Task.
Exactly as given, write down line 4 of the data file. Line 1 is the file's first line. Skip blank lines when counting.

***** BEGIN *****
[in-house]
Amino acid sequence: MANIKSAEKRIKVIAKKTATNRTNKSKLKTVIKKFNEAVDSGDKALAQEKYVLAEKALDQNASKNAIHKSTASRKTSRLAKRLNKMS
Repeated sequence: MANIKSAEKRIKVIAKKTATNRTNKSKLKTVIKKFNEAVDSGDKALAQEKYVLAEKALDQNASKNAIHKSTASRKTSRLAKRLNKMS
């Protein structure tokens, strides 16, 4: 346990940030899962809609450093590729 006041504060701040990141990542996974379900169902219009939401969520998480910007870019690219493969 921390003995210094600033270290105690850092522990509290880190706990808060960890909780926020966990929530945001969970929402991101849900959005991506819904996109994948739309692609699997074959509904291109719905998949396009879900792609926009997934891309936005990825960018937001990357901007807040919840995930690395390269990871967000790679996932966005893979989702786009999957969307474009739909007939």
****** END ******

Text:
């Protein structure tokens, strides 16, 4: 346990940030899962809609450093590729 006041504060701040990141990542996974379900169902219009939401969520998480910007870019690219493969 921390003995210094600033270290105690850092522990509290880190706990808060960890909780926020966990929530945001969970929402991101849900959005991506819904996109994948739309692609699997074959509904291109719905998949396009879900792609926009997934891309936005990825960018937001990357901007807040919840995930690395390269990871967000790679996932966005893979989702786009999957969307474009739909007939």